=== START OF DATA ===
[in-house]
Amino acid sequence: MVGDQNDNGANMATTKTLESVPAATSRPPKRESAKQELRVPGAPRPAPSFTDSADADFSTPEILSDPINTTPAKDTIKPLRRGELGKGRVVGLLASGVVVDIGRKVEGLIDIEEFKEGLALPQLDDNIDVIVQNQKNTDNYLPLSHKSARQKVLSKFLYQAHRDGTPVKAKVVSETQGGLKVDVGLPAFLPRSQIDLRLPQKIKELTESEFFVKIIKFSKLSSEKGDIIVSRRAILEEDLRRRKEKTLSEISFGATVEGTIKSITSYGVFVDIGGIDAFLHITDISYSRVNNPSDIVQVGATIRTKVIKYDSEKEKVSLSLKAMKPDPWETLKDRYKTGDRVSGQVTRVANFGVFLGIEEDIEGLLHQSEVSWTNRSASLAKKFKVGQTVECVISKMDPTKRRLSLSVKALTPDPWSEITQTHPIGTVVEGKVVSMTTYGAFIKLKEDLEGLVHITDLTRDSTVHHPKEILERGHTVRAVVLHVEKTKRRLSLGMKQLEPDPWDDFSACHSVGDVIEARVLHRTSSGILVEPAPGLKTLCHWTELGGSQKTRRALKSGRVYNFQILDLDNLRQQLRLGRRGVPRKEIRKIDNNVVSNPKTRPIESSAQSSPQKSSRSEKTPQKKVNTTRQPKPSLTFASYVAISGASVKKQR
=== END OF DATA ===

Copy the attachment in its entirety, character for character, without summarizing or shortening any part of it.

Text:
[in-house]
Amino acid sequence: MVGDQNDNGANMATTKTLESVPAATSRPPKRESAKQELRVPGAPRPAPSFTDSADADFSTPEILSDPINTTPAKDTIKPLRRGELGKGRVVGLLASGVVVDIGRKVEGLIDIEEFKEGLALPQLDDNIDVIVQNQKNTDNYLPLSHKSARQKVLSKFLYQAHRDGTPVKAKVVSETQGGLKVDVGLPAFLPRSQIDLRLPQKIKELTESEFFVKIIKFSKLSSEKGDIIVSRRAILEEDLRRRKEKTLSEISFGATVEGTIKSITSYGVFVDIGGIDAFLHITDISYSRVNNPSDIVQVGATIRTKVIKYDSEKEKVSLSLKAMKPDPWETLKDRYKTGDRVSGQVTRVANFGVFLGIEEDIEGLLHQSEVSWTNRSASLAKKFKVGQTVECVISKMDPTKRRLSLSVKALTPDPWSEITQTHPIGTVVEGKVVSMTTYGAFIKLKEDLEGLVHITDLTRDSTVHHPKEILERGHTVRAVVLHVEKTKRRLSLGMKQLEPDPWDDFSACHSVGDVIEARVLHRTSSGILVEPAPGLKTLCHWTELGGSQKTRRALKSGRVYNFQILDLDNLRQQLRLGRRGVPRKEIRKIDNNVVSNPKTRPIESSAQSSPQKSSRSEKTPQKKVNTTRQPKPSLTFASYVAISGASVKKQR